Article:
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Jaan Yukhanovich Ehlvest vs Hikaru Nakamura
US Championship (2009), St. Louis, MO USA, rd 2, May-09
English Opening: Agincourt Defense. Catalan Defense (A14)  ·  1/2-1/2



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Kibitzer's Corner
May-10-09  DB Cooper: 2 pieces and an isolated pawn for the queen actually works well in blitz.
May-10-09  Kinghunt: 13... Qxg2? Queen for two minor pieces gives white a huge advantage. Ehlvest just failed to convert it and blundered away the win with moves like 19. Rc4. Naka was lucky to escape with a draw.
May-10-09  miseiler: I suspect the idea was purely psychological. Naka had barely used any time on the clock through move 25, while Ehlvest used all of his. He seemed to be playing for a draw all along, or to hope his opponent blundered in time trouble.

Also, Rybka gave white about one and a half pawn's worth of advantage after the sac, depth 20.

May-10-09  Lutwidge: I think the sac was pretty well motivated, actually, and that Black had reasonable if not fantastic compensation for the queen. Reminds me very slightly of:

Karpov vs Kasparov, 1990

And even a little bit of:

Spassky vs Bronstein, 1956

Admittedly, Black is +0 =2 -1 in the above games, but Bronstein's sac is probably not the reason for his loss to Spassky, so, er, well, there.

Also, it's sort of depressing to find these very interesting ideas whittled down to what Rybka thinks. Rybka is told, like all of us, that Q > B+N+P, so it's hardly surprising that it would prefer White in this game. I think it's more interesting that the "pawn-plus" eval doesn't seem to increase over more and more ply, suggesting that White's advantage might be more or less symbolic.

Premium Chessgames Member
  shalgo: I have a brief discussion of this game in the latest post at my blog:
Premium Chessgames Member
  holdem33: "no guts, NO GLORY!"
May-18-09  nevski: Despite the other well-founded comments, I agree with Kinghunt, DB Cooper and miseiler. Ehlvest lost excellent opportunity to win !
Dec-06-13  solskytz: a 1.5 point advantage doesn't have to increase over many ply, in order to be convincing and decisive in a majority of cases.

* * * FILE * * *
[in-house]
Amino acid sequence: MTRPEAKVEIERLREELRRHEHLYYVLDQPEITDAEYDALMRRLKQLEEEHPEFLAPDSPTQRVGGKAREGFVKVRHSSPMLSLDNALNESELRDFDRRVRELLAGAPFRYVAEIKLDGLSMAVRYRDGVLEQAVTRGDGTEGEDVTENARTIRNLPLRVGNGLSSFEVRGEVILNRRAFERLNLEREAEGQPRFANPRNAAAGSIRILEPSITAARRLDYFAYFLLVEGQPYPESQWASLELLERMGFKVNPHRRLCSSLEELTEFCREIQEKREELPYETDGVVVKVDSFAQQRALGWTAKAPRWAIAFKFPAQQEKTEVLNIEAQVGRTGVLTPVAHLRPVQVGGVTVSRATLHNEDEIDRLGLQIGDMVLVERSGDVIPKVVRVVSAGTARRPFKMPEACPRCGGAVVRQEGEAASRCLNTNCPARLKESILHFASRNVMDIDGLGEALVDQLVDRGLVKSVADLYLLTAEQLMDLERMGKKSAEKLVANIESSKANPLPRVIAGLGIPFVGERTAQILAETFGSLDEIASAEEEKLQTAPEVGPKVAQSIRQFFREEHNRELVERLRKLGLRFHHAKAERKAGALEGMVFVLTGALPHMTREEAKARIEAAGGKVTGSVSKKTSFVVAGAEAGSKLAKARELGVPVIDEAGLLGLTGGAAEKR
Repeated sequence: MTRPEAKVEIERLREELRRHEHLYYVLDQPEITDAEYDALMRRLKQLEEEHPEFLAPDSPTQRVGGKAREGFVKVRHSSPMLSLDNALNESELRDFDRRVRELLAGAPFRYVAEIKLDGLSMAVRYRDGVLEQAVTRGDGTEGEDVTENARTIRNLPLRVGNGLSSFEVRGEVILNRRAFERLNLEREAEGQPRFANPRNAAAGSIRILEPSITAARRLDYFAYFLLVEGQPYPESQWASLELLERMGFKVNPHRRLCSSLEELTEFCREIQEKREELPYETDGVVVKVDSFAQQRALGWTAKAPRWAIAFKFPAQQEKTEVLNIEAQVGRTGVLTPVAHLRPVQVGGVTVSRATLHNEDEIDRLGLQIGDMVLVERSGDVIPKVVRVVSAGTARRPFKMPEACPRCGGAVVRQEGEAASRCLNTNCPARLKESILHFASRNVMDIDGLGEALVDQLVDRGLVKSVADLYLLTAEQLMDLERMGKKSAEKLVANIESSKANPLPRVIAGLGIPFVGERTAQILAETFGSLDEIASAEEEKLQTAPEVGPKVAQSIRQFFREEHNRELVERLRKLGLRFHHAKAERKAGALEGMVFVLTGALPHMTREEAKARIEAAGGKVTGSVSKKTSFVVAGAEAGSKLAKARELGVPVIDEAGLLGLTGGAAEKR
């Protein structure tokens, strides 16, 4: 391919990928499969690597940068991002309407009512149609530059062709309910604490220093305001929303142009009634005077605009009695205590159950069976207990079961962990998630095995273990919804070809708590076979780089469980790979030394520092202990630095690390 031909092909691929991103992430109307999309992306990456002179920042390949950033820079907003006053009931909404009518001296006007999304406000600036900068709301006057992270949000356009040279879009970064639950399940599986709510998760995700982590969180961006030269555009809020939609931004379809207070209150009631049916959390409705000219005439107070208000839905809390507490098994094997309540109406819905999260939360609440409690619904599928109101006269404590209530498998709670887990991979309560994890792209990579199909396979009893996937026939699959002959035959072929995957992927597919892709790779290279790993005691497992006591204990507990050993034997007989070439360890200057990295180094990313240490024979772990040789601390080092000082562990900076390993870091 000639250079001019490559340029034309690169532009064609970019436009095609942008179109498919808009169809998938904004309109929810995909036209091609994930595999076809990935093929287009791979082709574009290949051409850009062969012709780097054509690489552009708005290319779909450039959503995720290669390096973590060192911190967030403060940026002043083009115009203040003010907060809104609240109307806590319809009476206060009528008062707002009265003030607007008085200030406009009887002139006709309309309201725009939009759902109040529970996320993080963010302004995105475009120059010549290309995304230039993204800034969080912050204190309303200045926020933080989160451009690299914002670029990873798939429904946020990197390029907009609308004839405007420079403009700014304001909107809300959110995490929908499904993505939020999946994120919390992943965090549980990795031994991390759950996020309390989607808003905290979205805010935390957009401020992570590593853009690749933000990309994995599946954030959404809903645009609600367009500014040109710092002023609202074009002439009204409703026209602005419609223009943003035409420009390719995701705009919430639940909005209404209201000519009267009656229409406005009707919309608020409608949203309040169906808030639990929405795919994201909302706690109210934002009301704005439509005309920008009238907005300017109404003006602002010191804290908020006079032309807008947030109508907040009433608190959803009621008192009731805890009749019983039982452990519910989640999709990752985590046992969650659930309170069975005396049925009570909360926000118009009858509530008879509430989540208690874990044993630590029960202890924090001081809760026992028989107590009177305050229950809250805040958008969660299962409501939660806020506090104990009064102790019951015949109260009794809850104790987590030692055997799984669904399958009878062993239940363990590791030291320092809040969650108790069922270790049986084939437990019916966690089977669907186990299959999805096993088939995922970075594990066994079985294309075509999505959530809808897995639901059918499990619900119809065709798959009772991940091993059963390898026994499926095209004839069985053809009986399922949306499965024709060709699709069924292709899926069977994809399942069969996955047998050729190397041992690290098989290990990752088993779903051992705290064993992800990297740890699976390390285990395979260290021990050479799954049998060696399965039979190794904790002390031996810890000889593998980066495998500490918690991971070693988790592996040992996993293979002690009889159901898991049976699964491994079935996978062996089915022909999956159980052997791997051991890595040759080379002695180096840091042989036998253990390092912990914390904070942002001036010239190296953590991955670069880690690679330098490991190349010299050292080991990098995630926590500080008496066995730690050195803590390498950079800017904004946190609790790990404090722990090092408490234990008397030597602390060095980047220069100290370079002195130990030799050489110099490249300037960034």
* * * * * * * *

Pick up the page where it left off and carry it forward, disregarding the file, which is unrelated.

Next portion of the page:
Sometimes it's just symbolic as you say... however I felt that white should have been able to convert this position. Of course familiarity plays a big part in a practical game - so that this wasn't really contested on equal ground. Nakamura prepared a surprise...

So maybe Q = N+B+surprise value in some cases...

Dec-06-13  solskytz: I thought that white played Rc4, as he preferred to lose the exchange but keep the pawn center.

He thought (maybe) that having pawns on c4 and d4 minus the exchange, would be better to lose a pawn and the center.

It turned out that he lost pawn, center AND the exchange. After that, even if he's still winning, it's really hard to see how.

Dec-06-13  solskytz: I suppose, that in playing 19. Rc4, white expected to be able to push d5 eventually.

My guess is that 22...Bf6!, pinning the d4 to the undefended bishop AND adding a fourth attacker to it (black IS playing with more pieces, we grant him that), came as a surprise to GM Ehlvest. It was this important miscalculation that cost him the win.

Sometimes you need to take risks in order to convert an advantage. The risk is exactly that you have omitted a key move from your calculations.

This can be see as an appendix to the discussion, of whether a 2900 player can convert a knight's advantage from the starting position against perfect play, over 50% of the time.

Dec-06-13  solskytz: I thought that 26. f4 was an interesting try, instead of 26. g4.

The idea is to play 27. Bb2 and force a knight trade, where black's ...e5 won't give him a dangerous passed and advanced d-pawn.

Even if black avoids the trade, the B is well placed on b2. There are ideas of Q entries into b7 and b8 or a8 - maybe there is still some play left there for white after all.

This said, even after a trade, the R+B can still put up a good fight against the Q, with such an open white king. Maybe it's already drawn at this point.

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